• Listen. Another common reason couples don’t get along is because of miscommunication. With so much going on in our busy lives it is easy to see how this can happen. Sometimes, giving our full attention to our partner seems the exception rather than the rule. Really listening to your partner is a precious gift. Even 10 minutes of really being present with your loved one can improve your relationship. Making the most of those 10 minutes could mean making eye contact or touching one another. Or listening and not letting the mind wonder while the other person is talking is priceless. It can be challenging to completely listen to your mate. Usually, thoughts and preoccupations clutter the mind. As an experiment, try listening to your partner and at the same time connect with your breath. This will actually make it possible to be more fully present with your partner in the moment. When we connect with our breath we are connecting with our body. Our bodies can’t be in the future or the past but only in the present moment. When we are in “the now” a sense of well-being often occurs and this can be shared with your significant other.
  • Cultivate Loving Kindness. Many times couples feel like their partner is out to get them. They will build cases why this is true. “He ate my last piece of chocolate. He doesn’t love me. He is purposefully ruining my day.” Usually, this is not the case. The other partner does not want to psychologically harm their mate. After all they are in a relationship with the person. To circumvent this type of thinking it is beneficial to cultivate loving kindness to your partner. Loving kindness is when you open your heart to another person and wish that person well. Like nourishing an oak seedling this intention can germinate and grow. It is a reminder that you care for your partner and your partner loves and cares about you. This can be done by telling your partner you love them either orally or even by text message. Or it can be done in a fun way like using the Think Love bracelets. Your bracelets can be synchronized to vibrate at the same time during the day so you and your mate think of each other and love at the same time. If this practice seems hokey or forced in the beginning that is okay keep doing it. Just like an oak tree needs water, relationships need TLC to thrive. Try it and see how your relationship flourishes.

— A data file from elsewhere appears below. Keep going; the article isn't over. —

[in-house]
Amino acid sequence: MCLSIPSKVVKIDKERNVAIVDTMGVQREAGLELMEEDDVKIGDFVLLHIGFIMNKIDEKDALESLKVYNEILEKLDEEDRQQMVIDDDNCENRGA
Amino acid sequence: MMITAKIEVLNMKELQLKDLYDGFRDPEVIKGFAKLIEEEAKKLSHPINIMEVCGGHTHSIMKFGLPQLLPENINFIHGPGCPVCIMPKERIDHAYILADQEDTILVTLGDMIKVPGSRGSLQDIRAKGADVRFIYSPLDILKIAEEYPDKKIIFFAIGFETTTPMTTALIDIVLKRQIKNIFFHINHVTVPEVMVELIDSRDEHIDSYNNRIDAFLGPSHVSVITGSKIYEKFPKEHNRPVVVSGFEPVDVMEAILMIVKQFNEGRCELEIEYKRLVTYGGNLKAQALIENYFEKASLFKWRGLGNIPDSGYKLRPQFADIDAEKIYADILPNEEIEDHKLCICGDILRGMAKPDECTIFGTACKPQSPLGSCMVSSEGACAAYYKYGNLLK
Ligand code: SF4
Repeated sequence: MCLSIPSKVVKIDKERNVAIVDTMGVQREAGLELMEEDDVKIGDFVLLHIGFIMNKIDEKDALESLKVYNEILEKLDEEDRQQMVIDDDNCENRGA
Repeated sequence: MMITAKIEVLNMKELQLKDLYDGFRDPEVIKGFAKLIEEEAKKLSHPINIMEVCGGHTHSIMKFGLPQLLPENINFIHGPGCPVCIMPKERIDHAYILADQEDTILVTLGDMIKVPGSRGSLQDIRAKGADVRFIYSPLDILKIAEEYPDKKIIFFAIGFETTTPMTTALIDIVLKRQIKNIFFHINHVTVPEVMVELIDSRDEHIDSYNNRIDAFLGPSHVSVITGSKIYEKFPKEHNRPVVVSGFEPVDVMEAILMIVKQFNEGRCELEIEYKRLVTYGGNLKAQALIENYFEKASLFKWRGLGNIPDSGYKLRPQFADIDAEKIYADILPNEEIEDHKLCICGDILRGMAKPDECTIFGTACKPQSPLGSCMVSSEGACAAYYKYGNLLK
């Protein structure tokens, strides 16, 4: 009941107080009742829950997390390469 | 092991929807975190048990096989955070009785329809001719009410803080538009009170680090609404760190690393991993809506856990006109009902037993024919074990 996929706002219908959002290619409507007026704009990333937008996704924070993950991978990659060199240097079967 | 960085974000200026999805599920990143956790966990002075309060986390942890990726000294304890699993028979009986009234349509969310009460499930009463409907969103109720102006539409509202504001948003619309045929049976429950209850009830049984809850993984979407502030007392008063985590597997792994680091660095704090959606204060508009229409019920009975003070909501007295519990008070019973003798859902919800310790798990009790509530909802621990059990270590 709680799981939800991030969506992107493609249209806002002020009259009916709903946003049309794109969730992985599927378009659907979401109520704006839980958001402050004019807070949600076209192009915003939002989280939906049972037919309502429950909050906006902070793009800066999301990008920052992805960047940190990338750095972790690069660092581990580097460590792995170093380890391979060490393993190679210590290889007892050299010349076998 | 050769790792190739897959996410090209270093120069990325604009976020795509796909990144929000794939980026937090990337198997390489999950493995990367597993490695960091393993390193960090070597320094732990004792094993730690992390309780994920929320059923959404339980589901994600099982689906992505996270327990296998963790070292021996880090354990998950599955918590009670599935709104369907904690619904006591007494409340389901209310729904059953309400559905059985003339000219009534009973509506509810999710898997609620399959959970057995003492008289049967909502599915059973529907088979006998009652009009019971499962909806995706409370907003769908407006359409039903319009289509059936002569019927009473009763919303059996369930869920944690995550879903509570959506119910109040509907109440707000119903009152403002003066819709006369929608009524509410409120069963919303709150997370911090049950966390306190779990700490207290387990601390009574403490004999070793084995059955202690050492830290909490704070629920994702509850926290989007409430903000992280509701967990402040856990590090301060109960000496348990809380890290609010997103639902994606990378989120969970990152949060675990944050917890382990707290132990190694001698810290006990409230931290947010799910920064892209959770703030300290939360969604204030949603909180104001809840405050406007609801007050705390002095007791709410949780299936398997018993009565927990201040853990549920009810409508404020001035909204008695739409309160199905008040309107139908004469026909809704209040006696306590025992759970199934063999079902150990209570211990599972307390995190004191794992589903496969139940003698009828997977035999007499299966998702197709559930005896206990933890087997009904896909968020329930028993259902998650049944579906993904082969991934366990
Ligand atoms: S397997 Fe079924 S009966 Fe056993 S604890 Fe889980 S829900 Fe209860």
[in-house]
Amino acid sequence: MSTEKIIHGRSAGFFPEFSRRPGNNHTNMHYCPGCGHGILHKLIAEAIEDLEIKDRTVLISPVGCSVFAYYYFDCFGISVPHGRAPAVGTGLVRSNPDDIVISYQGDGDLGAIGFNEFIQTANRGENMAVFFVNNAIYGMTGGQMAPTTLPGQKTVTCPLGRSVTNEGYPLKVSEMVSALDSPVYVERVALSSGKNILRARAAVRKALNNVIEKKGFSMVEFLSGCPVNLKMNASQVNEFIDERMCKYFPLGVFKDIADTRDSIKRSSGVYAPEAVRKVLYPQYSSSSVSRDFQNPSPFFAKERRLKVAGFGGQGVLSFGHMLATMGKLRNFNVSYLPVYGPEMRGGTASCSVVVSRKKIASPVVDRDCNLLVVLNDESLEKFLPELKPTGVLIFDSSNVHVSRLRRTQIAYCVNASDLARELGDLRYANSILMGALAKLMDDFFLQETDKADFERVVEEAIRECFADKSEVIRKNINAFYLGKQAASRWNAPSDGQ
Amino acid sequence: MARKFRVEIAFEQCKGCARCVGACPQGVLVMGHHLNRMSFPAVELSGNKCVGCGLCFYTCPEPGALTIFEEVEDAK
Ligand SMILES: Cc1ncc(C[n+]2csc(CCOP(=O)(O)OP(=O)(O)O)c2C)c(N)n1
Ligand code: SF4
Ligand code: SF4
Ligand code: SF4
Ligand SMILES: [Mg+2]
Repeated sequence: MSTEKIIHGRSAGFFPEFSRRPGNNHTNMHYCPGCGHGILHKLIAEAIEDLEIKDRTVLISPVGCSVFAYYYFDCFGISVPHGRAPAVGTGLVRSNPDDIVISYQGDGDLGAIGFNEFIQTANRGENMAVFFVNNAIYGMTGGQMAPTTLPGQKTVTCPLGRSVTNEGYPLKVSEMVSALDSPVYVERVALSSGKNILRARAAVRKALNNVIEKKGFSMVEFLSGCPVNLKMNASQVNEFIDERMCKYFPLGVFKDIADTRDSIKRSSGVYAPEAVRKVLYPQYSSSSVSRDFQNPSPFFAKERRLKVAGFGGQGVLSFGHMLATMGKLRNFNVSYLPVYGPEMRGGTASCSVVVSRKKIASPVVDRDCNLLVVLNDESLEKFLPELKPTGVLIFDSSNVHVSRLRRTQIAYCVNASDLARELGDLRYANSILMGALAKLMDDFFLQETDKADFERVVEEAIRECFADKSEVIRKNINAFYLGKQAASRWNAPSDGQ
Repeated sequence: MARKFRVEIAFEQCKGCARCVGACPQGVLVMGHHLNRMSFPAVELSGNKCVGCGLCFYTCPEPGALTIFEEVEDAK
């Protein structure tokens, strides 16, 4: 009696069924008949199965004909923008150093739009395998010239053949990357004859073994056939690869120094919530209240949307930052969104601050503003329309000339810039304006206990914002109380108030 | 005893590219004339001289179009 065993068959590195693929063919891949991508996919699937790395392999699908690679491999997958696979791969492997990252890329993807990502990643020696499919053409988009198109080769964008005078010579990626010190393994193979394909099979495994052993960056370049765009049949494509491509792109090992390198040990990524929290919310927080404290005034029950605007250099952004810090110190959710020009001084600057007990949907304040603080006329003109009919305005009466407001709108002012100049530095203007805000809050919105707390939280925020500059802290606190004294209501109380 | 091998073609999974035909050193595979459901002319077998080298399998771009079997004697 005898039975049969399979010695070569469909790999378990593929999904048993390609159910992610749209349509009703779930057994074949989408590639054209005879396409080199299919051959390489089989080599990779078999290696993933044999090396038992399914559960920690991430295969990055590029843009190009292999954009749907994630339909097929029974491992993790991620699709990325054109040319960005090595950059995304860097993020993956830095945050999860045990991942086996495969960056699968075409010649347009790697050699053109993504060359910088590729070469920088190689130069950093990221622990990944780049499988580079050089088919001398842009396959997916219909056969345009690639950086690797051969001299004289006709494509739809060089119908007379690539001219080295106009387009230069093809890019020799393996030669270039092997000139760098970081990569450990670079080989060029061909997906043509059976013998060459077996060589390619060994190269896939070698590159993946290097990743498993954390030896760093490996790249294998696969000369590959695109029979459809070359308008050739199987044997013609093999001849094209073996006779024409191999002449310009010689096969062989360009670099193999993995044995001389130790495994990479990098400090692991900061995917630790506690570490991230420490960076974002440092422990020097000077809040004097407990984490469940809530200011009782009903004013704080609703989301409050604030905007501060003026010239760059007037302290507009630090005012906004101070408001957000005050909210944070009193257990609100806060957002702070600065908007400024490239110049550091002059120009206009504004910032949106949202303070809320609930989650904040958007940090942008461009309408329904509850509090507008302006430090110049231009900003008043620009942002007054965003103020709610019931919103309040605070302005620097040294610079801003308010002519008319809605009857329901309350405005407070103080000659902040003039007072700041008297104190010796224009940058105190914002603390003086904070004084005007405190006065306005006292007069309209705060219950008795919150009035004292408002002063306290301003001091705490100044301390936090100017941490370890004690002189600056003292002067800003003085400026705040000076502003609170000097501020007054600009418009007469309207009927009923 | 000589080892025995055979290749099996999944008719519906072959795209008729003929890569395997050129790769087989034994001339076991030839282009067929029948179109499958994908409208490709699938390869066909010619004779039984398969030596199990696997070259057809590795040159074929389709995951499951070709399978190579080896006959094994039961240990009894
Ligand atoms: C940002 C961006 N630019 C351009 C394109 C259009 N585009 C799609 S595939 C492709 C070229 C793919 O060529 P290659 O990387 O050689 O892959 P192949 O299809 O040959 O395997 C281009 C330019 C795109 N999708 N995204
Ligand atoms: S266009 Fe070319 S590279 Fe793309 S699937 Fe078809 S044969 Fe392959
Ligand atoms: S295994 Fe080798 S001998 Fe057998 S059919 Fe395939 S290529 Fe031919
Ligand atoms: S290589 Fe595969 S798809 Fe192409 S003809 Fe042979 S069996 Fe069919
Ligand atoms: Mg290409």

A seated meditation practice is the foundation for all of the relationship techniques listed here. Studies show that individuals that only meditate 5 minutes a day for a few months feel more at ease and less stressed. If you meditate regularly it becomes easier to access your breath during altercations and romantic moments. With practice such methods are woven into everyday life. In our private practices, my husband and I introduce meditation but also other more in depth, specific, easy and effective tools to improve relationships. Modern romantic love definitely has it’s obstacles but with insight these challenges can be overcome one breath at a time. If you have any questions or want to share your mindfulness experiences please email me at